For instance, Zambia has become the first African country to default on the repayment of its debt to China. Depreciating prices of global copper prices -which is Zambia's principal export -has contributed to Zambia's struggle to pay and eventual default on its $11 billion debt to China. Speculations as to the fate of Zambia concerning Its debt to China have been put up, and the summary is the same every time: the Chinese leverage is in place in Zambia, thereby forfeiting certain economic and political control to China.

Following closely in Zambia's footstep are Angola($25 billion), Ethiopia($13.5 billion) and few other African nations like Congo and Sudan. Cumulatively, Chinese loans to African countries is over $140 billion.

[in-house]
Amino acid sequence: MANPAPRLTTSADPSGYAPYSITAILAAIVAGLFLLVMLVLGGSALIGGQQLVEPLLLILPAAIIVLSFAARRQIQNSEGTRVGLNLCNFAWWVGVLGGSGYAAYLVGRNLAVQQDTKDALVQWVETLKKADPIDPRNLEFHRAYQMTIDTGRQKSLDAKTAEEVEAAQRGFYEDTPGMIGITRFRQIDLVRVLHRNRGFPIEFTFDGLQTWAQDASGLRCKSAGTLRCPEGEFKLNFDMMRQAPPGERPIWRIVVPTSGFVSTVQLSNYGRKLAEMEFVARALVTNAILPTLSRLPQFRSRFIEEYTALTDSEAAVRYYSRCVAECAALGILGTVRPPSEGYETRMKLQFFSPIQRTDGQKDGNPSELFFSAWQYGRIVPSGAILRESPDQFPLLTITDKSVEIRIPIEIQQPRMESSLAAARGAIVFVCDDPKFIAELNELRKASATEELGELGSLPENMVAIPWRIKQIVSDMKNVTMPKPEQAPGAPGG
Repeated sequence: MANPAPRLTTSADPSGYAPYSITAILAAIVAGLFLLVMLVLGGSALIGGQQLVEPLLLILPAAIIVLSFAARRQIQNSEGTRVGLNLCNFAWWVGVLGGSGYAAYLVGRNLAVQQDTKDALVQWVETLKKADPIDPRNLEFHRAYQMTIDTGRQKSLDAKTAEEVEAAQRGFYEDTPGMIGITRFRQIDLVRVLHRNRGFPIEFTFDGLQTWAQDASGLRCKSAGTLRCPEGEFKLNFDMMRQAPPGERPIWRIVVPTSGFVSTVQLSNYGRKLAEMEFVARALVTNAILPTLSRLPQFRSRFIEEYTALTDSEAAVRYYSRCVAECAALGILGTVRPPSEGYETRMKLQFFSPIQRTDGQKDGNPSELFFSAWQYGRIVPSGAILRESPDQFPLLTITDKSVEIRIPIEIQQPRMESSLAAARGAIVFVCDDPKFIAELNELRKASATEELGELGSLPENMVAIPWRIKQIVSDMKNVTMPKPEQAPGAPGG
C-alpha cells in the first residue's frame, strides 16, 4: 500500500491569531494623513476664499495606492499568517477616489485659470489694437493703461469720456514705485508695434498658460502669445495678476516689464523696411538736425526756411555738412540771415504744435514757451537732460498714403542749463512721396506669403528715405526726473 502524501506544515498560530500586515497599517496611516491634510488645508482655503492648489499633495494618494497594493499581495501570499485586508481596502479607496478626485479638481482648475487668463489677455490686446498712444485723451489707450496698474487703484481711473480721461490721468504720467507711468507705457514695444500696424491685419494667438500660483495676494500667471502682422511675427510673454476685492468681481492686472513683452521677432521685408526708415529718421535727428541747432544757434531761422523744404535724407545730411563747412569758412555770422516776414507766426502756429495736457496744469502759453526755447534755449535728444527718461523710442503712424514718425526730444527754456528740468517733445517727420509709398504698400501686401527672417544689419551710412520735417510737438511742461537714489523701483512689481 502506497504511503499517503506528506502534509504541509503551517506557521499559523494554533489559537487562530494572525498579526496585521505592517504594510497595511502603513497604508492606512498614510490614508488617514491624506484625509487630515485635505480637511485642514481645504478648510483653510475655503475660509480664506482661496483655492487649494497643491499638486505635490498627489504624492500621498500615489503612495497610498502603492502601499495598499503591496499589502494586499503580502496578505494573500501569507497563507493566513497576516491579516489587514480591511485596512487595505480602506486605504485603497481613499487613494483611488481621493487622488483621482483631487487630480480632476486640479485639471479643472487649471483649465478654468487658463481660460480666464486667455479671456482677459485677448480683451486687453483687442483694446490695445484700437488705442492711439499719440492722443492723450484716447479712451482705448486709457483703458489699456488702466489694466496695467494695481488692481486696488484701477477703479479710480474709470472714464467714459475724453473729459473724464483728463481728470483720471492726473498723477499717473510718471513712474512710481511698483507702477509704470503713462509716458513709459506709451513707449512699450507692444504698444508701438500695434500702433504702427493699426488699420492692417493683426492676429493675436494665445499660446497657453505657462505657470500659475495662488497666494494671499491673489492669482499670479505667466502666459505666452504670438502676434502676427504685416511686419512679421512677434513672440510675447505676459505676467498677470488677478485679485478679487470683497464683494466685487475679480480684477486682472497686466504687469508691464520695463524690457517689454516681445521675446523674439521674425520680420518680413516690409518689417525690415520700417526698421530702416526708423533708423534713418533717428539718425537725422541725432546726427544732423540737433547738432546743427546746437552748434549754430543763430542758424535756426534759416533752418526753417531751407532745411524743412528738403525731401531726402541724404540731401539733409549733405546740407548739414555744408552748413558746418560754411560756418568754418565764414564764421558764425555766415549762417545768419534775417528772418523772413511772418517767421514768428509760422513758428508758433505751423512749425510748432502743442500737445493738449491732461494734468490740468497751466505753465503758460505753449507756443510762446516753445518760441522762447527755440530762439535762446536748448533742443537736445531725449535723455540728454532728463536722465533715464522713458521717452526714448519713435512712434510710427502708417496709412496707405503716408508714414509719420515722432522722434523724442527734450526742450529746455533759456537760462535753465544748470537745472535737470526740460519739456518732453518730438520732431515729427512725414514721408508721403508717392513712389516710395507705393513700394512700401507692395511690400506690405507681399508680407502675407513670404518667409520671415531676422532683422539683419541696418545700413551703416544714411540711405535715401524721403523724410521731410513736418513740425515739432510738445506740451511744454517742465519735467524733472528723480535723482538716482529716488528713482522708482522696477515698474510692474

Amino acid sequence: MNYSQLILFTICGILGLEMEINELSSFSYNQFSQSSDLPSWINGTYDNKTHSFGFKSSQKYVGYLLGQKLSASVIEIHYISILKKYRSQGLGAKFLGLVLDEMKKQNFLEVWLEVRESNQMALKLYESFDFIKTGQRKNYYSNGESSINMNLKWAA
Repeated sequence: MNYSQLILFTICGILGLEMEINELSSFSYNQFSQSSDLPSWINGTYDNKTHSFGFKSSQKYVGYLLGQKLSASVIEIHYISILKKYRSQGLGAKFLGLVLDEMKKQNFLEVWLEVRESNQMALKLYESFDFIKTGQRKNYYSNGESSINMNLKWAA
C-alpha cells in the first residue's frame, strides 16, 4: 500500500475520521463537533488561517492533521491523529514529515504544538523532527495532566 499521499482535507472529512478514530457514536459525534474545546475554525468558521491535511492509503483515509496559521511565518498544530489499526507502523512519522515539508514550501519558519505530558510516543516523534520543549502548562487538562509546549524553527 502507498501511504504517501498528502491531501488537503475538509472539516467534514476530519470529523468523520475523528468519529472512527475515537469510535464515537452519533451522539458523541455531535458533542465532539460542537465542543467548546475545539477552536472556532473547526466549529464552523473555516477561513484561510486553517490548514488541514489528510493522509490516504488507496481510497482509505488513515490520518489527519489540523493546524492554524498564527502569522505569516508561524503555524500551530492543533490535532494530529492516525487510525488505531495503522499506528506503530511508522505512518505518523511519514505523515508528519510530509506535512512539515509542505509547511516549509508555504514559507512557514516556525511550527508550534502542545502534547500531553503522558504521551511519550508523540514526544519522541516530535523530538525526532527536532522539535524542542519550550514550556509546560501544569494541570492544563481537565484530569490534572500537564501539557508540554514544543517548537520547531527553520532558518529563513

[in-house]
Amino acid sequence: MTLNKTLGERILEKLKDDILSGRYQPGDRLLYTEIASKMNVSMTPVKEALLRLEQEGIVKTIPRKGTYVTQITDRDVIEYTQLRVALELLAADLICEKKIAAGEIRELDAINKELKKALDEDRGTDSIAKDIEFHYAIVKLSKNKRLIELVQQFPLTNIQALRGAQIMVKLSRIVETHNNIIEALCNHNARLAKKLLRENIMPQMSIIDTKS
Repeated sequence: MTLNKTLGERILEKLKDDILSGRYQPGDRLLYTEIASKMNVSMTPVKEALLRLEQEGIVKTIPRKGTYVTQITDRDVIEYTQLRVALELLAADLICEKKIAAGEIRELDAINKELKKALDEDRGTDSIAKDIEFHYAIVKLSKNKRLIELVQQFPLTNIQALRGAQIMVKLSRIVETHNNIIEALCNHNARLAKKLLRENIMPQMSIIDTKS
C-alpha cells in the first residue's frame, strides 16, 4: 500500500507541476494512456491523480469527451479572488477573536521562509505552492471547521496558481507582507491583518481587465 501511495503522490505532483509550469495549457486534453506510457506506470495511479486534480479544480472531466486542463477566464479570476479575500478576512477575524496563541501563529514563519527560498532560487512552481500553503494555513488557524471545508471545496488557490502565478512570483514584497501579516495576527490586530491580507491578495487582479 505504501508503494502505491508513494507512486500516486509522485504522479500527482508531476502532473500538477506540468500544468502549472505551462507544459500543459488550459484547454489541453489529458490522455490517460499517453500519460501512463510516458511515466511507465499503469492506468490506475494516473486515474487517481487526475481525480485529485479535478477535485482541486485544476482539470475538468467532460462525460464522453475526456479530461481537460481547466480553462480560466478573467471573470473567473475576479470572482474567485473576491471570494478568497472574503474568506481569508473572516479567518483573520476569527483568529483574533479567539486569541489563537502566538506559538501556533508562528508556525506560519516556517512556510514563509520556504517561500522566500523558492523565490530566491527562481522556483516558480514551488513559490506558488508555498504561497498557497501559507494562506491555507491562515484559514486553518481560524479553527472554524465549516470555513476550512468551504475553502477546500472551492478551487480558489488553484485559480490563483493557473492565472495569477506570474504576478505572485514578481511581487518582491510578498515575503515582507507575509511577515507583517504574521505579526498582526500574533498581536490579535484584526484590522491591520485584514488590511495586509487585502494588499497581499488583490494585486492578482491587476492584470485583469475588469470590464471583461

This is a huge problem considering that the debtor countries do not efficiently service the loans.

Big trouble, little Africa.

  As a result of solid bilateral relations between China and most African countries, there has been an influx of Chinese citizens and industries seeking to work with (or exploit-as the case may be) the people of these nations. Nigeria, as a case in point, began to host Chinese investors who built factories for commerce in the '50s. By that time, the number of Chinese residents in Nigeria was barely 200. Now, thanks to blooming Nigeria-China relations, that number has soared to one million. Chinese Industries in the country have boomed in like manner.

  The industries in a country define its economy, and to an extent, the standard of living of its citizens. However, the proliferation of the Chinese industry in Nigeria isn't all pleasant when brought under scrutiny. This is because Chinese companies have a reputation for paying workers worst while offering poor working conditions. The reluctance of the said companies to promote locals over Chinese is also another problem.